Hiking may just be the best way to experience nature, moving along a trail on just your two feet, your boots crunching on the ground as you traverse the natural world. One travels slowly, slowly enough to appreciate your surroundings and consider your place in the world.
But there are iconic trails where that sense of peace is rapidly changing or threatened to cease altogether. Whether it’s the rapid retreat of a glacier due to climate change, or overcrowding on a world-famous thru-hike, many trails in the United States are changing in ways that we couldn’t have imagined a few decades ago.
Below are four hikes that could look very different in a few short years. They’re worth checking out before that happens, and if you like what you find, consider joining the various efforts to protect them.
Threat: Climate Change
The draw of this hike is changing rapidly with each passing season. In 2017, Exit Glacier Trail – accessible from a mellow, 2-mile trail from the Kenai Fjords National Park – retracted by a staggering 293 feet. Just as concerning: It continues to retreat even during the winter, an especially striking change from normally below-freezing Alaskan temperatures.
Park officials have recently extended the trail twice to reach the toe of the glacier with its sky-blue ice and constant cracking. This hike is extremely popular for good reason: It’s stunningly beautiful and is the only easily accessible glacier in the park (the rest require backcountry travel or boat access).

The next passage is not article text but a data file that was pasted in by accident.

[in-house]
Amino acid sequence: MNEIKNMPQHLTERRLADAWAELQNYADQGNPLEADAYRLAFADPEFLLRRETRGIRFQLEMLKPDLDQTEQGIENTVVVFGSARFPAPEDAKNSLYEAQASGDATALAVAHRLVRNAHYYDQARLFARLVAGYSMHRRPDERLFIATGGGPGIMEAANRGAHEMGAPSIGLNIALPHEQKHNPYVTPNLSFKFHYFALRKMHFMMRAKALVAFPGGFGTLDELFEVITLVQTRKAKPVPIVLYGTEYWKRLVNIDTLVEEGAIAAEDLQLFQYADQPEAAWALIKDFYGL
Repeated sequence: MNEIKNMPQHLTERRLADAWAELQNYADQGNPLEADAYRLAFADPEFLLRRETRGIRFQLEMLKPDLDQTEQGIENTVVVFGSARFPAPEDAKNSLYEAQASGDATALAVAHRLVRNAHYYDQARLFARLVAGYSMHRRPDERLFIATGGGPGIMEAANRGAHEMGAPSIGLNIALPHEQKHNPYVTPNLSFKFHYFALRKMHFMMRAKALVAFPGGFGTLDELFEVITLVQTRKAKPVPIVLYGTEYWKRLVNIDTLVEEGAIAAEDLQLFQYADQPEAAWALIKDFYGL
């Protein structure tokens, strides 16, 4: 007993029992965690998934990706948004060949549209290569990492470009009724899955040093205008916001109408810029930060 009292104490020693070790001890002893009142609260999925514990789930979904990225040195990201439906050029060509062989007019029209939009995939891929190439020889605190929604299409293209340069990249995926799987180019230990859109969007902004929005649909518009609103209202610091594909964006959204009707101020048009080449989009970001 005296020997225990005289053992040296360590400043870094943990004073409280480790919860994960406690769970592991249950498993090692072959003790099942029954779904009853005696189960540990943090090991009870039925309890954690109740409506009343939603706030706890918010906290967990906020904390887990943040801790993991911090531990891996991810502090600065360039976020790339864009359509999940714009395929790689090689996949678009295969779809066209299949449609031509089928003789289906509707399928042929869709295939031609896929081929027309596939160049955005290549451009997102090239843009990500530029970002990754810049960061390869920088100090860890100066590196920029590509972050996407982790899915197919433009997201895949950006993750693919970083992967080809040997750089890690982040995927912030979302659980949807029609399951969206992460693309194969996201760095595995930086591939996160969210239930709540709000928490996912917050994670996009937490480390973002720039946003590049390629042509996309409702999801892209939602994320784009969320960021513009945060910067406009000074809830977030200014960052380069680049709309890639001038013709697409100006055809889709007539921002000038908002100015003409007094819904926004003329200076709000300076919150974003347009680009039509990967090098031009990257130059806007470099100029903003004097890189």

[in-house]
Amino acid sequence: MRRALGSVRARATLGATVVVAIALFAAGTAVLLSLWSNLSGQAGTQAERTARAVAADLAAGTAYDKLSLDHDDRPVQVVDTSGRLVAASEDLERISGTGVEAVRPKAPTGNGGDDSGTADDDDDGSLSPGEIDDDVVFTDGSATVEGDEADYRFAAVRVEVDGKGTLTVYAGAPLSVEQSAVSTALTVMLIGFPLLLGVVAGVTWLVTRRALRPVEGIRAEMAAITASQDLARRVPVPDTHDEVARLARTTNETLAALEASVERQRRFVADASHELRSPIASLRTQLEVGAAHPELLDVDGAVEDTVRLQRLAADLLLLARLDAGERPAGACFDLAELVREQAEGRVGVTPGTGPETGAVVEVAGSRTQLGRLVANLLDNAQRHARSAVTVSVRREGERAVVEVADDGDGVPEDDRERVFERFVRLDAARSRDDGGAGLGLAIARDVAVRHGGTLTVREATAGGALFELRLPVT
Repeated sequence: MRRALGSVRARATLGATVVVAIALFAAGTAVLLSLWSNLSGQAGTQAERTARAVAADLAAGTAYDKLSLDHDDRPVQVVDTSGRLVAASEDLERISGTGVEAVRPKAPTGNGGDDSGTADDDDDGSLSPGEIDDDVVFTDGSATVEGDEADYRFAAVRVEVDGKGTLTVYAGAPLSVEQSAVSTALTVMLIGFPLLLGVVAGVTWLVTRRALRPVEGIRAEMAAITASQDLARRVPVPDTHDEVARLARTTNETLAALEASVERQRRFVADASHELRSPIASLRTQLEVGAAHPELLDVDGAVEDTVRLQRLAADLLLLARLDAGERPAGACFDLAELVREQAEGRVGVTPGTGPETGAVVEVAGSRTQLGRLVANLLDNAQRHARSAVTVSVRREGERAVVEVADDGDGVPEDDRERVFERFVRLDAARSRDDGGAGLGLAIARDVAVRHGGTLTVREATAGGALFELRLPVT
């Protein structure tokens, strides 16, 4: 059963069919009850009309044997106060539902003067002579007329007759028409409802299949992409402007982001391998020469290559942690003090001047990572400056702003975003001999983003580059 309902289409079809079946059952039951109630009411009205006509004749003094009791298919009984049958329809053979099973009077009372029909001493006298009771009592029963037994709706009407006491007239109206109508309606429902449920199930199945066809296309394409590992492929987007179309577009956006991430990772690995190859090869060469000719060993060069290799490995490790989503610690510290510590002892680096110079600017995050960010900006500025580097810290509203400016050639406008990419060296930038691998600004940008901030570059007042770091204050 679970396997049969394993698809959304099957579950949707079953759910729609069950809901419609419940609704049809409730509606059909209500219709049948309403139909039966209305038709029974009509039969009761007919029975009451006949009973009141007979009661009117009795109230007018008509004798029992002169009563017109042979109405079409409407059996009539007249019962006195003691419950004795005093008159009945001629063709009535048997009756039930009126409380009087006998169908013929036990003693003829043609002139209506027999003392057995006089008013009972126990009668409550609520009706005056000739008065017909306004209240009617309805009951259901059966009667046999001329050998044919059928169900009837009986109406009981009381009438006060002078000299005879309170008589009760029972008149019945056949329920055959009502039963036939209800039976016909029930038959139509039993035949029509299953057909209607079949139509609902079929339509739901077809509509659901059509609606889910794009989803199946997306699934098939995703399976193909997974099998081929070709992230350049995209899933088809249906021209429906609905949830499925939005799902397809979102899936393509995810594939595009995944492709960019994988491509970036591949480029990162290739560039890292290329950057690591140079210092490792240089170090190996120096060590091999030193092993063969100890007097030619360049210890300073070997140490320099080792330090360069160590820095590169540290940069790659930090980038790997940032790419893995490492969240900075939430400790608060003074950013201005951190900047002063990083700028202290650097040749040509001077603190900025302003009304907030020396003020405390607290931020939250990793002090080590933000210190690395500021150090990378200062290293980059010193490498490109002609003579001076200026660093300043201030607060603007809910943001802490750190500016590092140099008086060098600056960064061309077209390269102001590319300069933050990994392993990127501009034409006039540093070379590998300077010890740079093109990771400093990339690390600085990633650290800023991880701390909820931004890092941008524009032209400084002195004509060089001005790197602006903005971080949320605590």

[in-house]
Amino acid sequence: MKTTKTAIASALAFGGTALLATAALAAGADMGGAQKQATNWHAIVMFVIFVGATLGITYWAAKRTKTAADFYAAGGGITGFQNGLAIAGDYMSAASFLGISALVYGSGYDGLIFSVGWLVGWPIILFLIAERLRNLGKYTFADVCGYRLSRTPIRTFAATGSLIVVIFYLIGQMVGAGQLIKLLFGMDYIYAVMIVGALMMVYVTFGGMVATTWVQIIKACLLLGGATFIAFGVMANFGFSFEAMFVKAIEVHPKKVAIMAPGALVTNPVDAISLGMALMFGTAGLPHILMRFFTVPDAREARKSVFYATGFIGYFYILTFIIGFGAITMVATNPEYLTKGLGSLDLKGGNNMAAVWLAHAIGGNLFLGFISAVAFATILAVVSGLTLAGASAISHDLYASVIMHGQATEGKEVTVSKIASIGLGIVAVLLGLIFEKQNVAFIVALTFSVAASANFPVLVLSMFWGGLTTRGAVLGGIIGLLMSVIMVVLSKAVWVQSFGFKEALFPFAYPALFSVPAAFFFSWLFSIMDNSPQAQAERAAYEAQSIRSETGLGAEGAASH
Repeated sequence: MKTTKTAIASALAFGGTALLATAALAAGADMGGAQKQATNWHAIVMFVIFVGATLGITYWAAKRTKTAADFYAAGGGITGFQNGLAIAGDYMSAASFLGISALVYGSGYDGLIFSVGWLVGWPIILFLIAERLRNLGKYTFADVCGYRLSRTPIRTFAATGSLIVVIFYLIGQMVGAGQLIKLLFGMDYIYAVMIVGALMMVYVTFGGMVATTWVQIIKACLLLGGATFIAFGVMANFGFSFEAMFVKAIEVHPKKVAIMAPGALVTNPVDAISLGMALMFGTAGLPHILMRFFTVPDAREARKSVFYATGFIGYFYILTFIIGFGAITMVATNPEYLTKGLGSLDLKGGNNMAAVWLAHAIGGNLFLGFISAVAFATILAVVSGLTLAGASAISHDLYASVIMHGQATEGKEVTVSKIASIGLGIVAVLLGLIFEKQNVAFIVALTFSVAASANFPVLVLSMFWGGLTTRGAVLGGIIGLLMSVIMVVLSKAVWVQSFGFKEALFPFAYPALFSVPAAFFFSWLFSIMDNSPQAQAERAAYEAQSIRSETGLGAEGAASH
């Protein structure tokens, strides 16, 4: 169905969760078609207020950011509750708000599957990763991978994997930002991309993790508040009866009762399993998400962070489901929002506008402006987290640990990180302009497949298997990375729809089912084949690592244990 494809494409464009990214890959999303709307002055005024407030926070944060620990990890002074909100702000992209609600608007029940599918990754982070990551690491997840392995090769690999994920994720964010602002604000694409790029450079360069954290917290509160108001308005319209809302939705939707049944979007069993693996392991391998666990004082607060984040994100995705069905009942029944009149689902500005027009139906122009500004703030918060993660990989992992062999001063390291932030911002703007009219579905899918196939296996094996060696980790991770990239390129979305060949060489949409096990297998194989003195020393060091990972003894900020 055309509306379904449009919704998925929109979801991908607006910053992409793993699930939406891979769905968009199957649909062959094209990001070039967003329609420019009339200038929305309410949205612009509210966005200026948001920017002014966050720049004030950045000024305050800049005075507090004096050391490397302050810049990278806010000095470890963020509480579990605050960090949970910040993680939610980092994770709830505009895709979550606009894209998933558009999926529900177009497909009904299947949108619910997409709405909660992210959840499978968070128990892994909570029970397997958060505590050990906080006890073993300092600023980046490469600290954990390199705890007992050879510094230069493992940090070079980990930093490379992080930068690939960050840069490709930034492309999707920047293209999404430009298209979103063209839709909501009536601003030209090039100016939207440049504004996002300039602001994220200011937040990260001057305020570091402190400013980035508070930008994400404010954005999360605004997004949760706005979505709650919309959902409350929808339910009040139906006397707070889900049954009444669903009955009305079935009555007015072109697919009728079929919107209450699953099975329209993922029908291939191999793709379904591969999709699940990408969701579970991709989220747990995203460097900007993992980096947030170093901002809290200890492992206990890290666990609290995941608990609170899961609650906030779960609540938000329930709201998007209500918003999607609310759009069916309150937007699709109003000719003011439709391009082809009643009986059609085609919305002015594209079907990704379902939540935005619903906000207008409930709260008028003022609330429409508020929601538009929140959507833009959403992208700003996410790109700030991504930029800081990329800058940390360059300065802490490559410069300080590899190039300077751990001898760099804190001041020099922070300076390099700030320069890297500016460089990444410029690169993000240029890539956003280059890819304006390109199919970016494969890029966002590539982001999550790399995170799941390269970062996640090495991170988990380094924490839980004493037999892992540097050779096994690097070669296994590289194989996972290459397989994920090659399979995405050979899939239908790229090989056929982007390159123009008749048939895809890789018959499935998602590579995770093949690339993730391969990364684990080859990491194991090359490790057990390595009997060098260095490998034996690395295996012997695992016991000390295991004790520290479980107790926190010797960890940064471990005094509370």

Drive 12 miles north from Seward and park at the Nature Center. Head south on the well-maintained trail and take in views of the Resurrection River before stopping at Glacier View to check out Exit Glacier from a distance before climbing up to the toe of the retreating glacier itself. Make sure you take pictures; it will look different the next time you see it.
The Appalachian Trail, Georgia to Maine
The 2,189-mile Appalachian Trail from Georgia to Maine is a classic example of something being loved to death. In the current decade there has been a 43-percent increase in thru hikers on the AT, according to the Appalachian Trail Conservancy (ATC). Part of that comes from the popularity of the books “Wild” and “A Walk In the Woods,” and their corresponding movies (“Wild” was about the Pacific Crest Trail but shines a pop-culture light on thru hiking).
But those hikers only number in the thousands, with only 20,000 finishing the trail since 1936. According to the ATC, there are 2-3 million visitors to the trail for day-hikes or shorter backpacking excursions. Hot spots like Maine’s Mount Katahdin, Clingman’s Dome in Great Smoky Mountains National Park and The Pinnacle in Pennsylvania are all highly popular and well-visited destinations that put a strain on the various amenities along the trail (toilets, trash cans) as well as do damage to vegetation and the trail itself.
Over 2,000 volunteers put in over 200,000 hours of labor each year to keep the trail in good condition, and the ATC continues to be at the heart of the effort. While more people using the trail potentially mean more people to protect it, that work requires large amounts of time, labor and resources. In the years ahead, it will require a fine balancing act to protect the AT, one of the most popular trails in the United States.